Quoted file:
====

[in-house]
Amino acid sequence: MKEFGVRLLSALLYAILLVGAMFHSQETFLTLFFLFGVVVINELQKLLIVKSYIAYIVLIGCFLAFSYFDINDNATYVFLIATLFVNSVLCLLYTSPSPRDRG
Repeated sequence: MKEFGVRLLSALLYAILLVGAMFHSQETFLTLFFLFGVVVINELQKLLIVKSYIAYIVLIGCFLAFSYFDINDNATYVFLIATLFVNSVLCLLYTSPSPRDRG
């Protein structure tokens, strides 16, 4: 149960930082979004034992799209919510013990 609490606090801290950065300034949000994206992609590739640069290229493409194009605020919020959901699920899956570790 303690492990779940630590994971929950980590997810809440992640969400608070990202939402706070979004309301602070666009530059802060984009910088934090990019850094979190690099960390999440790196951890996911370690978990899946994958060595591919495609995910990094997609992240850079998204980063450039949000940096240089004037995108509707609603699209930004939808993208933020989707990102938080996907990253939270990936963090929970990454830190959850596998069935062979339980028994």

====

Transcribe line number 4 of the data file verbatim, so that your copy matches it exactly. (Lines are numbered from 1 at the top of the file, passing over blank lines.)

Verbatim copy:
């Protein structure tokens, strides 16, 4: 149960930082979004034992799209919510013990 609490606090801290950065300034949000994206992609590739640069290229493409194009605020919020959901699920899956570790 303690492990779940630590994971929950980590997810809440992640969400608070990202939402706070979004309301602070666009530059802060984009910088934090990019850094979190690099960390999440790196951890996911370690978990899946994958060595591919495609995910990094997609992240850079998204980063450039949000940096240089004037995108509707609603699209930004939808993208933020989707990102938080996907990253939270990936963090929970990454830190959850596998069935062979339980028994």